What does it really mean to be an athlete? Every sport requires interest and commitment, and “talent” won’t take you the whole way.
Though we wish it was possible, one can not become a skilled athlete overnight. It requires time and commitment. Through the course of becoming an athlete, one learns how to win and how to lose. It is crucial that athletes maintain a positive attitude in order to exude positivity on those around them. Regardless of the nature of the sport, an athlete needs take care of themselves by eating healthily and maintaining a regular sleep schedule.
There is always room for improvement. Not only are you trying to improve your own skills, but also aid in the improvement of your fellow teammates. A team is not about the standings, but the individuals that make the team possible. Each individual makes an impact on other players and has an important role on and off the field.
To practice means to repeat an exercise or activity to maintain proficiency. Practicing is an essential and consistent part of being an athlete. The more you practice something, the more you will improve and become a stronger athlete. Having repetition will develop muscle memory, master weaknesses, improve skills, and help you to gain confidence. Practicing regularly allows you to develop physical, mental, social and psychological well being.
To become a better athlete you must constantly train, whether it be by running, doing multiple drills a day, or building up your muscles and stamina. It is also important for you to eat healthy. Eating and drinking healthily allows you to obtain protein and vitamins. You can be putting in hours of practice, but if you are eating badly and not sleeping, then you are not fully benefiting from your hard work.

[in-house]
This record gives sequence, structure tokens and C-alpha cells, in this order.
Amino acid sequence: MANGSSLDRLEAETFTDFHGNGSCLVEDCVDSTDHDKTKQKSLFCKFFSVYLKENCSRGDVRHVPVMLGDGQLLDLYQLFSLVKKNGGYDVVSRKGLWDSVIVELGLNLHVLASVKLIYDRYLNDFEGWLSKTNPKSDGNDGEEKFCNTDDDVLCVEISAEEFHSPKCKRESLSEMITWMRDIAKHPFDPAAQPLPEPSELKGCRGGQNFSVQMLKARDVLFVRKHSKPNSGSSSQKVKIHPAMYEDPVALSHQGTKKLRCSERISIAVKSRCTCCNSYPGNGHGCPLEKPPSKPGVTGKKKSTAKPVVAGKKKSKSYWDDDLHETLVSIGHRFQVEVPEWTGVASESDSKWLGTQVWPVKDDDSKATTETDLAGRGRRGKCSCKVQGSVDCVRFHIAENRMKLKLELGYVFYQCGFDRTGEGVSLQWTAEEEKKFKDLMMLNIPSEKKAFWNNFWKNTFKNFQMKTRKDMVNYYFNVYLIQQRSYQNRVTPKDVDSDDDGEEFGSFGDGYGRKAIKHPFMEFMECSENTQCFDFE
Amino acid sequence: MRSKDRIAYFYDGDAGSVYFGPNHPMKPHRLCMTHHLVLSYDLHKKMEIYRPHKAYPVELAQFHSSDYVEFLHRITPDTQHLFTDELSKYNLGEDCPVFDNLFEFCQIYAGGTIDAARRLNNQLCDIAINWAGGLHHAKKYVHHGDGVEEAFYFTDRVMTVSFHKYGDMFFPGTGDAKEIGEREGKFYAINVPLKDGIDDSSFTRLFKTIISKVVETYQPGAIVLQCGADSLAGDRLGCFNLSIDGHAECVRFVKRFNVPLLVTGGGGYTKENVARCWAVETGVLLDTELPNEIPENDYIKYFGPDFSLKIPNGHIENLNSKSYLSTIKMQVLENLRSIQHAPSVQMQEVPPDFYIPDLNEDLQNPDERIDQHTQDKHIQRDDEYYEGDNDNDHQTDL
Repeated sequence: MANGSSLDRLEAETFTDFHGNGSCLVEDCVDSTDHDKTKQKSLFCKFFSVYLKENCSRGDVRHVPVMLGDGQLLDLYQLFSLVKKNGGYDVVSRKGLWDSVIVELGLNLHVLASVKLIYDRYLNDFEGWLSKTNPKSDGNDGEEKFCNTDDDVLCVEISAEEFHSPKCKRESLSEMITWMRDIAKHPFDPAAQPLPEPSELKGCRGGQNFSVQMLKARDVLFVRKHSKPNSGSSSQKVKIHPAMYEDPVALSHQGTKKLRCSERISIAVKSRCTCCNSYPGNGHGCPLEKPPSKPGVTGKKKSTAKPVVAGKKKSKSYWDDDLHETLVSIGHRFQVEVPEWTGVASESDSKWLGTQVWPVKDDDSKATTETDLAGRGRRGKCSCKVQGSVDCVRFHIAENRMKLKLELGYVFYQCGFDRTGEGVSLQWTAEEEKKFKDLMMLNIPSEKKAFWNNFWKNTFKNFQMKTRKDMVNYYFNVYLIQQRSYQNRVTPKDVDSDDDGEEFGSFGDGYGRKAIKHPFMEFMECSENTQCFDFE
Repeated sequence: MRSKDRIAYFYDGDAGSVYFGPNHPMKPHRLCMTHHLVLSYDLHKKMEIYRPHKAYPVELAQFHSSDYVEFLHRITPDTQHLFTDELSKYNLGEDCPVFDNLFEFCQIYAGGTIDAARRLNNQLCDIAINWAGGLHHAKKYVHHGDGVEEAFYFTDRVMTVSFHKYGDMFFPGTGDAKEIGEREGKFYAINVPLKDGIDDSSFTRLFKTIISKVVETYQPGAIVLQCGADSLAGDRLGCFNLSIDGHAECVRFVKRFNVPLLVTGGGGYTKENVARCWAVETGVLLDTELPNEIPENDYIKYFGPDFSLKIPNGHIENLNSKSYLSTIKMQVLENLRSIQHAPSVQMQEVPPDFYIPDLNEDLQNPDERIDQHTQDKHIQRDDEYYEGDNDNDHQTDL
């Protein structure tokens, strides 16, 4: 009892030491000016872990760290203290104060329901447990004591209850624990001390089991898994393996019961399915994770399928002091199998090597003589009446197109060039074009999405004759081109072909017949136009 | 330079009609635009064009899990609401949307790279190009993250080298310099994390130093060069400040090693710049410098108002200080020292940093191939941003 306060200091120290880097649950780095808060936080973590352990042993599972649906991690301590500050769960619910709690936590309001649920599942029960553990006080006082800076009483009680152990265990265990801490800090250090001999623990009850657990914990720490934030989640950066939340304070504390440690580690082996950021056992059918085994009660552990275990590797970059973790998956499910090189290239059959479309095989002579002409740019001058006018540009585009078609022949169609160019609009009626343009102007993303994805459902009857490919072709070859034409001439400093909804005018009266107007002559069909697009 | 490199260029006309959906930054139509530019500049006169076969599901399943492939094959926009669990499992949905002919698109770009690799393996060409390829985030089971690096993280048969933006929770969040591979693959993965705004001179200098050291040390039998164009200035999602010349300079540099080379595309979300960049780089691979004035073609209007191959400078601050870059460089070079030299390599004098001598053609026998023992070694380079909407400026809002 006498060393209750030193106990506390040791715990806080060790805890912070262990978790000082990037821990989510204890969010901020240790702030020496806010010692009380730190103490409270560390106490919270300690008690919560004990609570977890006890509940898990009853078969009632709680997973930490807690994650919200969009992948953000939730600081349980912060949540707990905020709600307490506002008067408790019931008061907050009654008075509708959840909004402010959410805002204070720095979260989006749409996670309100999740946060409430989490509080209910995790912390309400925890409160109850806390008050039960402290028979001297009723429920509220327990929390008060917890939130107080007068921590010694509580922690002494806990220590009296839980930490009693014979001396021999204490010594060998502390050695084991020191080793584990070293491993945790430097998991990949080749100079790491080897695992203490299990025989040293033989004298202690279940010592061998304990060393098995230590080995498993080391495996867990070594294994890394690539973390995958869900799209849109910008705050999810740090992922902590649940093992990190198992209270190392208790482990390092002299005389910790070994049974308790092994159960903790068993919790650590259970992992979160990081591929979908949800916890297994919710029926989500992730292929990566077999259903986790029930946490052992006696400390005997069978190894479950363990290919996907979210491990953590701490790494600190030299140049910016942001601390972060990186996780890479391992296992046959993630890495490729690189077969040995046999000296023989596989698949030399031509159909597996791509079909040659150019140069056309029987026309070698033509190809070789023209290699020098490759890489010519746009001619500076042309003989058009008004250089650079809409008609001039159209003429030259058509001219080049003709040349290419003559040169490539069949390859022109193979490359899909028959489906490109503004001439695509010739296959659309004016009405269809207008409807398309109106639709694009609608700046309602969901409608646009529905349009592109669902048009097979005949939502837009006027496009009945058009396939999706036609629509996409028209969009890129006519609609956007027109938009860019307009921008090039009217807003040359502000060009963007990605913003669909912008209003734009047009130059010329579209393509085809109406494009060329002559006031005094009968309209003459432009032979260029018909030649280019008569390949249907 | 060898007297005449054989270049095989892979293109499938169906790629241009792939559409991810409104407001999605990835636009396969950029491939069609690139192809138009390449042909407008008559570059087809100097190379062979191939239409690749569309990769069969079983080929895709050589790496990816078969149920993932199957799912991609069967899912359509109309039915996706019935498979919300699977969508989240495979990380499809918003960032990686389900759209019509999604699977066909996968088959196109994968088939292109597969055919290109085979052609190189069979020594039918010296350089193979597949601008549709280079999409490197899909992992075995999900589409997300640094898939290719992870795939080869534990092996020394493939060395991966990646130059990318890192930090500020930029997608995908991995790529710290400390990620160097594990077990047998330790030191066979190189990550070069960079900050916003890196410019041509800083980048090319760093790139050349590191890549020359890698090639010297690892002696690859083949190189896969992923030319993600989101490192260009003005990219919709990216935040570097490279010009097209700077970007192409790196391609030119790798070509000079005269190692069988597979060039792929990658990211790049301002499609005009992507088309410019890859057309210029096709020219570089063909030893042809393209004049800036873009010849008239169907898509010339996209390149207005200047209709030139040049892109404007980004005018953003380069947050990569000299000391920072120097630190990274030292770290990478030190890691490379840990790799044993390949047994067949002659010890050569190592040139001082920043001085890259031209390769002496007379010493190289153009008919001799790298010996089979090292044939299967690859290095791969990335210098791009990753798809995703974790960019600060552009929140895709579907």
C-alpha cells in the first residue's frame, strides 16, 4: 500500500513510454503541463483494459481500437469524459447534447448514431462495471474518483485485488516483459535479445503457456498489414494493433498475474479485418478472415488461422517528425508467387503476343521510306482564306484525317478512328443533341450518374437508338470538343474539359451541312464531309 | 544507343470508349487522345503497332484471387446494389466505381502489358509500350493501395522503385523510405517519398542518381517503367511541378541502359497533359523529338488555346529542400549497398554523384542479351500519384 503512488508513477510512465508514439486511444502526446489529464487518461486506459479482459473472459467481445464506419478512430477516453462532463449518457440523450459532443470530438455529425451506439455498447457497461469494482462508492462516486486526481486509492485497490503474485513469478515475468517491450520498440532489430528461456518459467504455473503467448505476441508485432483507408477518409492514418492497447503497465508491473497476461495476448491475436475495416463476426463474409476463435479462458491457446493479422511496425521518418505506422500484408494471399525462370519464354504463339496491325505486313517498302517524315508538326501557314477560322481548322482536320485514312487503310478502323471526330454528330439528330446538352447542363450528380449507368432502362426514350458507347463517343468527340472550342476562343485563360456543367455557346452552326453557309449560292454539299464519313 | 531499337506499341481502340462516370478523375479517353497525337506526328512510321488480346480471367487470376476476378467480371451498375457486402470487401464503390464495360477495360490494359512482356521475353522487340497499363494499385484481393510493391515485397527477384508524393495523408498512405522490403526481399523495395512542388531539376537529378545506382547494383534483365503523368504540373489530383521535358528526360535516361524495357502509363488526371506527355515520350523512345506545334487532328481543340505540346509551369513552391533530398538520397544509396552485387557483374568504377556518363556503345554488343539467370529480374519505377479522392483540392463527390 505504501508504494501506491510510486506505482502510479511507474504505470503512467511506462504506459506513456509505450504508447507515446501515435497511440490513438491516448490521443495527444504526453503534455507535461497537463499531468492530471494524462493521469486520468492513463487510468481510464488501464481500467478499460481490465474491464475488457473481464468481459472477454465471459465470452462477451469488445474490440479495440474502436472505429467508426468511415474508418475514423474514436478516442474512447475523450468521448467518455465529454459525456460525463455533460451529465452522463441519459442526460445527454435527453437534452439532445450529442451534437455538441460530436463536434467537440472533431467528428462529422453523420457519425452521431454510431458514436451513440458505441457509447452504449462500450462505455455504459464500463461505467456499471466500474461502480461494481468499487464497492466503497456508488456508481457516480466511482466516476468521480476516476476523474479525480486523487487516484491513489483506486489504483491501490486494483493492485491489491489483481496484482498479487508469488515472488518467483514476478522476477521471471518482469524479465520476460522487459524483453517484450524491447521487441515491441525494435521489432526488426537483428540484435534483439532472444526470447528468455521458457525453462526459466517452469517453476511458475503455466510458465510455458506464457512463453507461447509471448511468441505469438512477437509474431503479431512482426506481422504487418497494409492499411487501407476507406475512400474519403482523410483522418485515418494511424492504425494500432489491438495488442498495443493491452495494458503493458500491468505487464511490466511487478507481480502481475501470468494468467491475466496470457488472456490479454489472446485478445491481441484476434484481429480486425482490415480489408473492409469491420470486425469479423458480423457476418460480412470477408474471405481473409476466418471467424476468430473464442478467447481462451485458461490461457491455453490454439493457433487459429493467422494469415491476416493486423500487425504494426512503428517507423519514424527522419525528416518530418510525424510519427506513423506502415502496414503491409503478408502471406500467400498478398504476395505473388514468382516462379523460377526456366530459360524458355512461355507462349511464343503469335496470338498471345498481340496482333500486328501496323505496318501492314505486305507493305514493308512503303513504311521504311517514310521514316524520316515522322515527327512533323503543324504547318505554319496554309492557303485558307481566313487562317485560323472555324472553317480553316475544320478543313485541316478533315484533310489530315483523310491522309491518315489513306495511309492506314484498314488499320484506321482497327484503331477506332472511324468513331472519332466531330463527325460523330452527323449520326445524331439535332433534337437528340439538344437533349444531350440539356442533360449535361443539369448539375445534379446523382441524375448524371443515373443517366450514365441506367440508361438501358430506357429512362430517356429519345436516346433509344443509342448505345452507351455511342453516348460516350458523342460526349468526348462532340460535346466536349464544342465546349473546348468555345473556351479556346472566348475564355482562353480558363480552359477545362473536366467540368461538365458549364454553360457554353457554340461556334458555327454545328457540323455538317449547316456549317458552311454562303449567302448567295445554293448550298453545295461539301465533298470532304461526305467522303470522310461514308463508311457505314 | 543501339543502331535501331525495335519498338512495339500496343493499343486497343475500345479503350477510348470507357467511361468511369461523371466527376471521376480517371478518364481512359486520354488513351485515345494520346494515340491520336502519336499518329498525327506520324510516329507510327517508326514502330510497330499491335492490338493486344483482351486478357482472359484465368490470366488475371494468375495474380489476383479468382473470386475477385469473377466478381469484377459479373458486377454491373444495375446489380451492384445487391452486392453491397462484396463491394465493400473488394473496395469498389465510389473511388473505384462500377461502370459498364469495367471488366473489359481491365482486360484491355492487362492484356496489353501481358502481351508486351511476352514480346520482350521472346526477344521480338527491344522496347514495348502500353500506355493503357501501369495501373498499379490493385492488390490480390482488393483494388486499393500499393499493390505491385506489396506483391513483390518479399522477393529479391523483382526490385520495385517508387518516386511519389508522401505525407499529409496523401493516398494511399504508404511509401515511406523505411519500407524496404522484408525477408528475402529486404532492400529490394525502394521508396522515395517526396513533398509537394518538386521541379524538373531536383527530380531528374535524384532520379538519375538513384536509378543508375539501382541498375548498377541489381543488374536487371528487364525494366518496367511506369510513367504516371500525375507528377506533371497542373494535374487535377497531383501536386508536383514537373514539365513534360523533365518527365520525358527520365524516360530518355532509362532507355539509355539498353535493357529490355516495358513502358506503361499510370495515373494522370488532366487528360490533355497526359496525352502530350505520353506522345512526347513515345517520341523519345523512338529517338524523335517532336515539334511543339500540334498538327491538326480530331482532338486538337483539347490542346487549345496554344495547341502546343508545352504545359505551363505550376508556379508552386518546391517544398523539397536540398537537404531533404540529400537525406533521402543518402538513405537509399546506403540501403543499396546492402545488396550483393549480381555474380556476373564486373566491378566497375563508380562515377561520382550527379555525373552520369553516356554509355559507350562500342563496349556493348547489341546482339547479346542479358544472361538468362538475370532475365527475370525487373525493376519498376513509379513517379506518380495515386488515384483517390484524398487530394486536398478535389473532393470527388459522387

Sleep is a time for the body to recover after a good workout or game. “Getting enough sleep is crucial for athletic performance,” says Dr. David Geier MD, Director of Sports Medicine at the Medical University of South Carolina. Not getting enough sleep affects what happens inside your body. When sleeping, your body releases growth hormones. According to a WebMD author, not getting enough rest may cause you to have decreased energy: you become slow to react, and your hormones act unnaturally.
When I first started to play club soccer, I had no idea how to juggle a soccer ball. I was frustrated because I could only get two touches in the air. Seeing everyone else consistently improving, I began to practice every day in my free time. I would come home from school, find my soccer ball and begin juggling. Even when everyone was asleep late at night, I kept practicing with my ball. My family constantly told me to stop making so much noise. Finally, after weeks and weeks of continuous practice, I was able to proudly say that I could juggle.
“The five S’s of sports training are: stamina, speed, strength, skill, and spirit; but the greatest of these is spirit,” Ken Doherty once said. The benefits of being an athlete. Having the five S’s are what can turn you into a leader on the team and a role model to many others.
In the end of hard work, the accomplishment outweighs the frustration that the process of being an athlete requires.
Featured Image: The Archer Athletics garage on campus. Photographer: Rosemary Pastron ’16